After his anglers' first hookups, Jernigan watched for several minutes before spotting the fish again, about a hundred yards down same bank.
"I'm going to circle behind them with the trolling motor and then let this little breeze push us the final bit into casting range," he said. "They shouldn't be too spooky after just approaching them once, but we don't know how hard they have been pushed in the last few days. I'd rather take a little more time and be safe rather than sorry."
Once in place, Saunders hooked up on his first cast, and the drum ran away from the school without spooking any other fish. Jernigan picked up his rod, lofted a cast to just beyond the fish and slowly crept his lure back to them. He twitched the bait at the edge of the school and got an immediate strike, but his fish ran through the middle of the school, sending red drum scurrying in every direction.
After the two fish had been netted and released, Jernigan figured they had been bothered enough, and that it was probably time to try another area. Plus, the tide was trickling out enough that he needed to get out of the area before it left him high and dry -not particularly fun, even on a warm, February day.
Jernigan next fished a creek off the river, bumping the sandbar slightly before sliding in.
"It's really not all that deep in this creek, but there is enough water to move around," Jernigan said. "I like to give this creek a few hours of sunlight to warm up. It's deeper than that bay we started in, but it has a black, mucky bottom and (it) warms up pretty well once the sun shines on it for a few hours. These pups might not be as large as the ones in that other school, but they don't seem to spook easily here, and they should be hungry and ready to bite."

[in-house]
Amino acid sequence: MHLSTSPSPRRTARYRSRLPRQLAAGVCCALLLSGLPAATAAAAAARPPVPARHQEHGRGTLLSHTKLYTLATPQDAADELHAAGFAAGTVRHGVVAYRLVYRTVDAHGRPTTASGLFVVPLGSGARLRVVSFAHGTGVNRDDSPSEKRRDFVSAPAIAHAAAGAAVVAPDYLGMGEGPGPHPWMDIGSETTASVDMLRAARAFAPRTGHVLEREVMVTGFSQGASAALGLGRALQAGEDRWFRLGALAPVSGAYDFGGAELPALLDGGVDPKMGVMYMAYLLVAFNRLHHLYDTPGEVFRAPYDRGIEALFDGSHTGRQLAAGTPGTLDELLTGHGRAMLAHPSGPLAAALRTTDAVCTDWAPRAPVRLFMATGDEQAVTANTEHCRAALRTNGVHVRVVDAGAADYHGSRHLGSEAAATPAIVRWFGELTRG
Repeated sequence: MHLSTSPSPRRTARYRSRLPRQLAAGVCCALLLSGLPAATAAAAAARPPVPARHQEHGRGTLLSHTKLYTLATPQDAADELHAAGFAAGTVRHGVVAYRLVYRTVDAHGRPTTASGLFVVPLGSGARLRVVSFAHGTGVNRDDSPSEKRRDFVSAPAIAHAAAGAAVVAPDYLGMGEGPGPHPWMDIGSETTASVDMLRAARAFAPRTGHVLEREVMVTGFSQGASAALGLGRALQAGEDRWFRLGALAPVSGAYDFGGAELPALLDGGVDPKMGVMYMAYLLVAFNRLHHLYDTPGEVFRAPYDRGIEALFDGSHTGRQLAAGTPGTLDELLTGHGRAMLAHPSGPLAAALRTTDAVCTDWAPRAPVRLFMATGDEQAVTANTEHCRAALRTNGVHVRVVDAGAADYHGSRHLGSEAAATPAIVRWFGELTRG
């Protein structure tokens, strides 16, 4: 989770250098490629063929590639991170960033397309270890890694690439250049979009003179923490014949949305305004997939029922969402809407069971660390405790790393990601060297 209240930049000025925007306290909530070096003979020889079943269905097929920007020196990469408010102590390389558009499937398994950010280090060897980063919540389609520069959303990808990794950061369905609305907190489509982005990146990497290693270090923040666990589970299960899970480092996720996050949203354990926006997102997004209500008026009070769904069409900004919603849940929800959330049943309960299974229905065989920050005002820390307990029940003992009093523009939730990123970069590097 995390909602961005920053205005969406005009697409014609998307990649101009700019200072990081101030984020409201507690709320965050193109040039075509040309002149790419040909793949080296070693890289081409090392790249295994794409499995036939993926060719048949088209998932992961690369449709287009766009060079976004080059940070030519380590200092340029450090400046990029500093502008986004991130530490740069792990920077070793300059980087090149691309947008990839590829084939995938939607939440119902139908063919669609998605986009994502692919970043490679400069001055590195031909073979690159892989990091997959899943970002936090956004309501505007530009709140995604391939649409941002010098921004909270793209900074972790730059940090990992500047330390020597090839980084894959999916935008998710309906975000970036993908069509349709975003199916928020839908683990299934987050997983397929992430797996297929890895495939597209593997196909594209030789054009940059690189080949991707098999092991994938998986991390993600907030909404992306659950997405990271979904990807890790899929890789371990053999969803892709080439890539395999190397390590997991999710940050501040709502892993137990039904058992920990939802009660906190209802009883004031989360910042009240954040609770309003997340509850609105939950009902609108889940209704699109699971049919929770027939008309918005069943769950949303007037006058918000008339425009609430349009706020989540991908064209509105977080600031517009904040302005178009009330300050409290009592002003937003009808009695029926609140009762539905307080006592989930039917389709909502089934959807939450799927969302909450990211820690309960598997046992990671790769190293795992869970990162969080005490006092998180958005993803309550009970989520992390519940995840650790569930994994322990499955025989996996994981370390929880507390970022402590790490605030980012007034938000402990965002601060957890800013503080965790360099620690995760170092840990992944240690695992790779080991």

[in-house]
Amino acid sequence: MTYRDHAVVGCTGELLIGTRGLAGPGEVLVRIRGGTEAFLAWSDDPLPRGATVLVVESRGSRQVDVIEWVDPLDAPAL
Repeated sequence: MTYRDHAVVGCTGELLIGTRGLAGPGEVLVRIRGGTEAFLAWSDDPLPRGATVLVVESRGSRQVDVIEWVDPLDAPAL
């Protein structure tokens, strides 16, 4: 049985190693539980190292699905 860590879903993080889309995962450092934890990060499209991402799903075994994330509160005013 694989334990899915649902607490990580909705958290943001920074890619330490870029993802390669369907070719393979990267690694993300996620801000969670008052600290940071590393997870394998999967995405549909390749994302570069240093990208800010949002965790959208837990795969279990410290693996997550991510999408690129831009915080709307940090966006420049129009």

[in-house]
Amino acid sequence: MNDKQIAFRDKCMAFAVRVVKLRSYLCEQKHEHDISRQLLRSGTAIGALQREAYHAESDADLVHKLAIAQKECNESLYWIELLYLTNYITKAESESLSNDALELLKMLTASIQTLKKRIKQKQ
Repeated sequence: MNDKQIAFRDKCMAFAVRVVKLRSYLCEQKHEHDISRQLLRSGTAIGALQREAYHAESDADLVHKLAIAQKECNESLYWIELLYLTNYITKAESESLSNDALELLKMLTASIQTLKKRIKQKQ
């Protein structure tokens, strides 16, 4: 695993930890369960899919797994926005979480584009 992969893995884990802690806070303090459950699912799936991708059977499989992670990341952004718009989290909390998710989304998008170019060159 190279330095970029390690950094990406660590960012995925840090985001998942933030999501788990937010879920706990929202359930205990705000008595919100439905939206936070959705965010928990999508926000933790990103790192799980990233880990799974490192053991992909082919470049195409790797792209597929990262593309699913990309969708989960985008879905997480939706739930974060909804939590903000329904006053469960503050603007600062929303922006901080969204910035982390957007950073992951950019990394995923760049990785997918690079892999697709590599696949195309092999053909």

Saunders' fishing buddy, Levi Cunningham, caught small reds on his first two casts.
"Sometimes it gets like that in here," Jernigan said. "The bite here can get unreal at times. Most of the fish in here are right there at the short/barely keeper length, but occasionally some big ones come in here that almost seem too big for here."
The bite lasted two hours, with Jernigan moving up and down the creek and the puppy drum acting as if they hadn't eaten in weeks. He wanted to try another creek but mentioned that at a young age, his father had impressed on him that it wasn't wise to leave fish that were biting to find more fish, so as long as the fish were biting in the creek, they were going to stay there.
HOW TO GET THERE: Sneads Ferry may seem a little out-of-the-way to some folks, but the bottom line is, it can be accessed from US 17 via NC 210 or NC 172. The N.C. Wildlife Resources Commission has recently renovated its boating-access area at Fulcher's Landing on SR 1557 off NC 172 in Sneads Ferry near the back entrance to Camp Lejeune. Another public ramp is at the NC 210 bridge across the ICW onto North Topsail Beach. Fee ramps in Sneads Ferry include New River Marina, Swan Point Marina and Sea Haven Marina and RV.
TACKLE/TECHNIQUE: Capt. Allen Jernigan likes medium-light to medium action tackle, 10-pound braid with a heavier fluorocarbon leader for winter reds, which are less active and easier to control. He fishes mostly Texas Tackle Factory soft plastics on jigsheads, preferring paddletail or Fluke-type shapes, but he'll go with scented Gulp! Pogies.
ACCOMODATIONS: Onslow County Tourism, Jacksonville, 800-932-2144 or www.onslowcountytourism.com.
FISHING INFO/GUIDES: Capt. Allen Jernigan, Breadman Ventures Charters, 910-467-1482 or www.breadmanventures.com; East Coast Sports, 910-328-1887 or www.eastcoastsports.com; New River Marina, 910-327-2106. Also, see Guides & Charters in the Classifieds section of this magazine.
MAPS/CHARTS: Capt. Segull's Nautical Charts, 888-473-4855, www.captainsegullcharts.com; Sealake Fishing Guides, 800-411-0185, www.thegoodspots.com; GMCO's Chartbook of North Carolina, 888-420-6277, www.gmcomaps.com.